You should monitor and write down all the activities you’re doing within a day. Then, eliminate unnecessary actions to make room for useful ones.
- Instead of looking at cat pictures on Instagram, try following a few financial advisors to improve your knowledge in this area.
- Start using a financing app to monitor your budget instead of manually calculating your expenses and income.
- Read at least one book per week to learn new things.
- Use one hour per day to hone a skill you’ll need in your career or side hustle.
- Start exercising; you need to be energetic and healthy to find solutions for financial independence.
4. Improve Your Financial Habits
If you strive to FIRE, you need good financial habits. That means:
- You should keep a monthly budget, monitoring your income and expenses. Don’t leave anything to chance and minimise unnecessary costs as much as possible. Review all of your purchases to identify dangerous or useless spending patterns. Then, cut these patterns down from their roots.
- Make a savings account. You’ll need to put aside at least the income for six months in this savings account. In case of an emergency, like the unexpected COVID pandemic, an accident or work redundancy, you’ll need that money.
- Start investing. Save some money that you’ll use for investments each month. For example, some sources point out that REITs are very popular in Singapore, but you can also invest in other tools.
- Start learning. Use your budget for educating yourself. Many people may consider that mentorship programs or online courses are scams; however, genuinely valuable resources will enlarge your horizons and help you progress faster than you’ve ever imagined. As such, investing in your education is money well spent – and that’s the secret weapon of many people who’ve reached financial independence.
- Pay yourself first. These savings we’ve discussed above don’t have to come last after other expenses. Instead, try prioritising your savings to have more money that will work for you. That will save you from many other unnecessary expenditures in the long term.
Let’s take this example. You’re earning $3,000/ month net salary – and that doesn’t sound like much. When you usually draw the line at the end of the month, you’re left with maybe $100.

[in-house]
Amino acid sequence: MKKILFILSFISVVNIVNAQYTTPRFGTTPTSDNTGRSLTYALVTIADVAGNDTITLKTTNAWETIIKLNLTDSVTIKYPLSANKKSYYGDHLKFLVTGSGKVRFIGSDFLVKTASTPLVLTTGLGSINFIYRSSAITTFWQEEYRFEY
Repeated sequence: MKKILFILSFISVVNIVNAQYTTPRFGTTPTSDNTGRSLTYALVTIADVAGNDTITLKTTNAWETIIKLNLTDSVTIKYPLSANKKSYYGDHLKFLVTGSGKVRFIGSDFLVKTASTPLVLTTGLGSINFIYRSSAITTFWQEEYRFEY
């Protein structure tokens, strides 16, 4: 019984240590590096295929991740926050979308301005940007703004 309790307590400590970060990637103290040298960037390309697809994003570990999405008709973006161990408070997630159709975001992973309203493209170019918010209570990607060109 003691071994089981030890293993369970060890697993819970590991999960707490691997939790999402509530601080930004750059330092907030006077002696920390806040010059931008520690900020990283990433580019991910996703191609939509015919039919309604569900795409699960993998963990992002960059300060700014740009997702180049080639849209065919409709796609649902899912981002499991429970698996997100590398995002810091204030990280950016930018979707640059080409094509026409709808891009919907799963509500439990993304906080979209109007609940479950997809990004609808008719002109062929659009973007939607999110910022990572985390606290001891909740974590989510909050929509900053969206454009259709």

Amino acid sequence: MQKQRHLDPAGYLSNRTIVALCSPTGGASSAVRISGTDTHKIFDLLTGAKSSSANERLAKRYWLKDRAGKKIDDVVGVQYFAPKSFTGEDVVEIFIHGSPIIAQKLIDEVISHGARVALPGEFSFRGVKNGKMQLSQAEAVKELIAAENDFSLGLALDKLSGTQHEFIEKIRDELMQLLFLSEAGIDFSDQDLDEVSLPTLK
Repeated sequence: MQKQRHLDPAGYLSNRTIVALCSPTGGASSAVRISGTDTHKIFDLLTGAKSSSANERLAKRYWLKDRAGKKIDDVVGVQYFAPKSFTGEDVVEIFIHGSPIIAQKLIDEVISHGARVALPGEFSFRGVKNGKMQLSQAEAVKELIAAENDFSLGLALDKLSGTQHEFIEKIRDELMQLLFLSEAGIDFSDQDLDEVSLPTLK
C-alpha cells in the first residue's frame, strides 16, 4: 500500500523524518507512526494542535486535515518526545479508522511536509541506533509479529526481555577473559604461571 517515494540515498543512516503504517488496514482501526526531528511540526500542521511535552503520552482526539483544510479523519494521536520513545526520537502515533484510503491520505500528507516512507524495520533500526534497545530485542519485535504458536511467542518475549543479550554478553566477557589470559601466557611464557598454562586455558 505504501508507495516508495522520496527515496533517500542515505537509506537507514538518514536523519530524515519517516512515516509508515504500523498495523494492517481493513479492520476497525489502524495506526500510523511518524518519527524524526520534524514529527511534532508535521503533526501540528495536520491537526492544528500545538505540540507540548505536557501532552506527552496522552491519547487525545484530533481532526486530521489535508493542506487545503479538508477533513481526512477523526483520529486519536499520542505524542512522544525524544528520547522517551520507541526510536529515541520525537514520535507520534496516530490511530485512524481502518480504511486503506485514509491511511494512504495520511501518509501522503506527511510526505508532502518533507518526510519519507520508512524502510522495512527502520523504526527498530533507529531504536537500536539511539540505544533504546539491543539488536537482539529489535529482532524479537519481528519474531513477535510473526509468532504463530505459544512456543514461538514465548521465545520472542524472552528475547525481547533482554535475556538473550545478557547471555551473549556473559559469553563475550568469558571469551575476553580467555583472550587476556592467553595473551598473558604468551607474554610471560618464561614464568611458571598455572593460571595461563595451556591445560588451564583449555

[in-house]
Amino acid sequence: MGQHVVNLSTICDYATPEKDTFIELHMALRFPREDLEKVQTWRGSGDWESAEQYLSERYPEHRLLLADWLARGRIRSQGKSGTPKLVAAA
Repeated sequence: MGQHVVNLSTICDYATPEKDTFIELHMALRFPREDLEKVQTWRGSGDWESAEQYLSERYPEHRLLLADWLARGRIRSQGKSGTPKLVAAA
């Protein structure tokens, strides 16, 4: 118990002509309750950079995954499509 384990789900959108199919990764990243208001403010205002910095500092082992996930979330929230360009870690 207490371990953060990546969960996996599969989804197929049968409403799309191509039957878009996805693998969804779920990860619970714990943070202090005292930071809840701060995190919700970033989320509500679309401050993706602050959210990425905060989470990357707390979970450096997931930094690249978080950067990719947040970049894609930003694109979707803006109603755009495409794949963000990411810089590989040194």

- The first step is to make a budget. Cut these expenses if you notice you’re spending too much money on gas or take-out food. You can save $500-$1,000/ month just from unnecessary costs if you’re careful.
- Use a third of that money to start your savings account. You’ll need about five years to have that emergency fund ready, but it will be worthwhile.
- Use another third of your saved money for investing. Most dependable investments in Singapore bring you 2-7% interest. If you’re allocating $300/month for your investments, you can earn $77,000 or more in twenty years.
- Use the last third for your education. That education will help you land a better paying job, start a more lucrative side hustle or make better investments. As such, education will help you double or even triple the income you’re gaining otherwise. That’s how you become financial independent faster.
Becoming financially independent allows you to enjoy your life to the fullest because you’ll have time to follow all of your passions and do what truly makes you happy.
Of course, you’ll need to work towards this goal.
The start will be particularly challenging because you’ll have to learn how to live on a budget, look for investment opportunities, and learn more things. Alternatively, if you want to decrease the amount of time and effort towards your financial independence, reach out to GS Credit.
Our personalised financial assistance will give you the right momentum on your way to reaching FIRE. Calculate how much you can borrow here.